Tuesday, 1 February 2011

Warriors of the Deep

Anything could happen in the next half hour... including lots of killing, unfeasible running and climbing in high heels and a pantomime sea monster.

This is a yet another review I am going to begin with a comment about how this story was one of the first Target novelisations I read as a nine-year old new fan. Yes, I did and I loved it. How was I to know that it was such an unloved story?

Fan opinion has been very harsh with regard to Warriors of the Deep. Many stories with far more significant faults, are dealt with more kindly. I would suggest that this story is far better than popular fan opinion allows.

This story does have a lot of flaws. Let's bring them up and then we can look at what is good about it.

Most obviously, the Myrka is bad. It really does look and move like a pantomime horse. Not that it is the worst designed monster ever. I love sea monsters. If it had just been filmed differently; if we had just been granted glimpses of it, it could have been a really effective and scary monster.

This failure with regard to the Myrka naturally leads on to the failure of Pennant Roberts' direction in general. It really is bad. The invasion of the sea base by the Eocenes looks dreadful. And just what inspired him to have Dr Solow attempting to confront the Myrka with some karate instead of running away? What was he thinking? The apparent drowning of the Doctor is also rather clumsily done. Turlough jumps rather quickly to the conclusion that he is dead. We get an awful lot of flat acting from the guest cast to make matters worse. It must have been lovely to see the late Ingrid Pitt in Doctor Who a second time. I was so saddened to hear about her recent death. She had a genuine enthusiasm for the show and even wrote an unmade episode (The Macross, which you can hear on Big Finish audio). I don't like to say anything bad about her so soon after her death, but it is fair to say that she was more of an icon than a really talented actress. She injected absolutely no life into the character of Dr. Solow.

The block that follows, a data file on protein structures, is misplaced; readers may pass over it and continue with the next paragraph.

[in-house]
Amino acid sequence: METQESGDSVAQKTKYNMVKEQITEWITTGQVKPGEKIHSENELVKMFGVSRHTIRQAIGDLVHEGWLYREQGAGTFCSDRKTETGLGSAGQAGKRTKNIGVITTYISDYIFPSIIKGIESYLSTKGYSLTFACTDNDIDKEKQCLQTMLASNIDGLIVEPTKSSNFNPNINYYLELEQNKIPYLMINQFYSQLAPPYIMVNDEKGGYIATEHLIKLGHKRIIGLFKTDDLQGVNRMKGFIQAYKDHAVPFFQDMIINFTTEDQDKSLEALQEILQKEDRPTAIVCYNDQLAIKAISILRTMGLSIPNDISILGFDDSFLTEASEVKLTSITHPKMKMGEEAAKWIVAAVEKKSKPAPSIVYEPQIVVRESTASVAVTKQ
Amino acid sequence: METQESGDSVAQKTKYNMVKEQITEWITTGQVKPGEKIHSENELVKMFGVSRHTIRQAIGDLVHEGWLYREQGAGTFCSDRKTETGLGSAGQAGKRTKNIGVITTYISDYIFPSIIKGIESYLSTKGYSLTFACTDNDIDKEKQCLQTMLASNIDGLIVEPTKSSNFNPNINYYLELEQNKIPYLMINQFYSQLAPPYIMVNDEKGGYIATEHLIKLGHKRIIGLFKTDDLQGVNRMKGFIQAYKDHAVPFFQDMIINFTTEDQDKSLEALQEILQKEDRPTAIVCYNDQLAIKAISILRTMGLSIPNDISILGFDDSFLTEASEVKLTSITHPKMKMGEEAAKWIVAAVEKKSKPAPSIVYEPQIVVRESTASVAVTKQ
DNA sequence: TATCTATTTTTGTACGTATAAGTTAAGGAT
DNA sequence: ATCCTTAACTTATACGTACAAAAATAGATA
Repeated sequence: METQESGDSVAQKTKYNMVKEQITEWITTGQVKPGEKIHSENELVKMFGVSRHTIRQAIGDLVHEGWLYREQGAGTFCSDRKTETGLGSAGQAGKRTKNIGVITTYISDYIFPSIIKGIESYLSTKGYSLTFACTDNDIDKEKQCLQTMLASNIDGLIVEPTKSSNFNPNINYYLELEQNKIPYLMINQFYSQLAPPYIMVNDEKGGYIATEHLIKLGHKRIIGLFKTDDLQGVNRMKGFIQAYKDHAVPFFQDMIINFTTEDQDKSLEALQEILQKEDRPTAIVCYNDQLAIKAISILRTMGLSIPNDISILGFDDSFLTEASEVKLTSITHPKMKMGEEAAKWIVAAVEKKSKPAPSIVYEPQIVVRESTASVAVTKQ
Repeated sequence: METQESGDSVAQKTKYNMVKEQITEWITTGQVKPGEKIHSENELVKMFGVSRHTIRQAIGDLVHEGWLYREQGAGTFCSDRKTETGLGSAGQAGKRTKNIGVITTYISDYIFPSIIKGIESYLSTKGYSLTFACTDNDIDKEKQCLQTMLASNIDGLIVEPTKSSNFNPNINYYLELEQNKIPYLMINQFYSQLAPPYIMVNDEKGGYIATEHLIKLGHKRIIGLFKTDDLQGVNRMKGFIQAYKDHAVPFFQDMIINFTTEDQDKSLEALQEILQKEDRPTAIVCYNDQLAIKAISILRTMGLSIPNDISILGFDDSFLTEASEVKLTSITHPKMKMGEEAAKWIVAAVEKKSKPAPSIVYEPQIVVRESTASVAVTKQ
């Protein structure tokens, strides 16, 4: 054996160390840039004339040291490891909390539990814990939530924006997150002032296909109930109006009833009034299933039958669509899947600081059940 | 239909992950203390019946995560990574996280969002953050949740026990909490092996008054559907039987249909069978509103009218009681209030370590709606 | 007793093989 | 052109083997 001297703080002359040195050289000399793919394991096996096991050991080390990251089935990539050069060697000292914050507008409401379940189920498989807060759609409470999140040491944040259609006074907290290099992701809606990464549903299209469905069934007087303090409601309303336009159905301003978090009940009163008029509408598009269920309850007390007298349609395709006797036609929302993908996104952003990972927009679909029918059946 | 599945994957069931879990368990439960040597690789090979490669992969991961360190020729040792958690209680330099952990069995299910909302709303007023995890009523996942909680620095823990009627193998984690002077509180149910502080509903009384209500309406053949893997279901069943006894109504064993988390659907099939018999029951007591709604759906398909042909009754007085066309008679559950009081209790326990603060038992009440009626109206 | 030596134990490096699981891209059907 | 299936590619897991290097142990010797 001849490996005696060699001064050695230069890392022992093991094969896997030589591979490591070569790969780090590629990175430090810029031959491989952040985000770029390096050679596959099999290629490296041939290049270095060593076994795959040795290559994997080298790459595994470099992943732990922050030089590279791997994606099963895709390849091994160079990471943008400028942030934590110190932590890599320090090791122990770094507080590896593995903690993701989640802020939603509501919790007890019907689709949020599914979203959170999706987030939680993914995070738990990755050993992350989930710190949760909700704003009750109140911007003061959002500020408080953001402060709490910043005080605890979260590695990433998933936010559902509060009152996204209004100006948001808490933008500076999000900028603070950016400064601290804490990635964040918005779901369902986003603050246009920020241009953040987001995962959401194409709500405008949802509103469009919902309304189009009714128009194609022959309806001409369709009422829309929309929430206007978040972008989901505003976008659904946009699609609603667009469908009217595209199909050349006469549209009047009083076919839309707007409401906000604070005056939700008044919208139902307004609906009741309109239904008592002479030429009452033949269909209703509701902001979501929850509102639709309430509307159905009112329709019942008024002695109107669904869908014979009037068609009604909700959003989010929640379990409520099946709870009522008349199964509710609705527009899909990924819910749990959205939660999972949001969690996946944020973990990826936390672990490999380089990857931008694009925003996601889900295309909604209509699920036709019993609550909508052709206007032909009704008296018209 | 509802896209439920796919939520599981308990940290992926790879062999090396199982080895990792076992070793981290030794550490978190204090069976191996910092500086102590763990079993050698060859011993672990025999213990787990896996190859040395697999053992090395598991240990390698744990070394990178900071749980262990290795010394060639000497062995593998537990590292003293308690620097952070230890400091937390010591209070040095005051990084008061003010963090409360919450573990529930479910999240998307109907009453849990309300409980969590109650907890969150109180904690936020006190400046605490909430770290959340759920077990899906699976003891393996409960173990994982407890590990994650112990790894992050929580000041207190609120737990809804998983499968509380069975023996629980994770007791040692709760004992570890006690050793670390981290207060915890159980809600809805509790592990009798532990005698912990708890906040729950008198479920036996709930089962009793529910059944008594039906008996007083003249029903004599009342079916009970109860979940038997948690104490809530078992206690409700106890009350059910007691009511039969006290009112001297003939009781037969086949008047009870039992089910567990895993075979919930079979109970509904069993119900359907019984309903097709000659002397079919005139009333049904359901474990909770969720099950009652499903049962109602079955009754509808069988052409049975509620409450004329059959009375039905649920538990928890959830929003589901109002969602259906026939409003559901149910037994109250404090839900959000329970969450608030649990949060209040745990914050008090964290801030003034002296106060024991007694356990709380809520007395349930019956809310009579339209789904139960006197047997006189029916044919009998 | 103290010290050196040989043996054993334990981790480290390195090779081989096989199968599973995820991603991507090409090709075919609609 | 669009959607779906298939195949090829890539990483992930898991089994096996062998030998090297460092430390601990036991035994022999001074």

The new look Eocenes are disappointing too. The Sea Devils look alright, but the actors can barely move in them. The Eocene costumes in Doctor Who and the Silurians look better than the later version here. It is quite remarkable how the two sets of monster costumes in the 70s were superior to these. I don't care for the flashing third eye when they speak; in Doctor Who and the Silurians they indicated speech by wagging their heads, which is fine by me. Their voices are also different. It has been suggested that the differences are due to the Eocenes having been enhanced by cybernetics. This idea makes sense, but it would have been better had it been indicated by the dialogue.

The Eocenes also come across as just a bit too evil for us to sympathize with for the most part. Their origin is brought up in the dialogue, but this is not enough to back up their case for being the original inhabitants of the earth and so they end up seeming like any old alien monsters (and with the continual repetition of 'Excellent!' they sound like Cybermen). We might ask what happened to the old race memory thing in Doctor Who and the Silurians. Yet we do see something of their compassion. We are told that they did try to make peace before. Okay, so the line about the "hand of friendship" does not quite fit the two previous Eocene serials, but Missing Adventure writers have filled in that continuity chink for us. They also tell us that they bear no malice against the Doctor and offer to let him and his companions depart freely. Not typical alien monster behaviour.

So what is good about this story? The set designs are impressive. The Eocene HQ looks interesting. The Seabase set might be a bit wobbly and look too much like polystyrene in places, but it still looks like an impressive 3 -dimensional set that captures how a futurist military base might look. The modelwork for the space probe and the Eocene submarine is also good.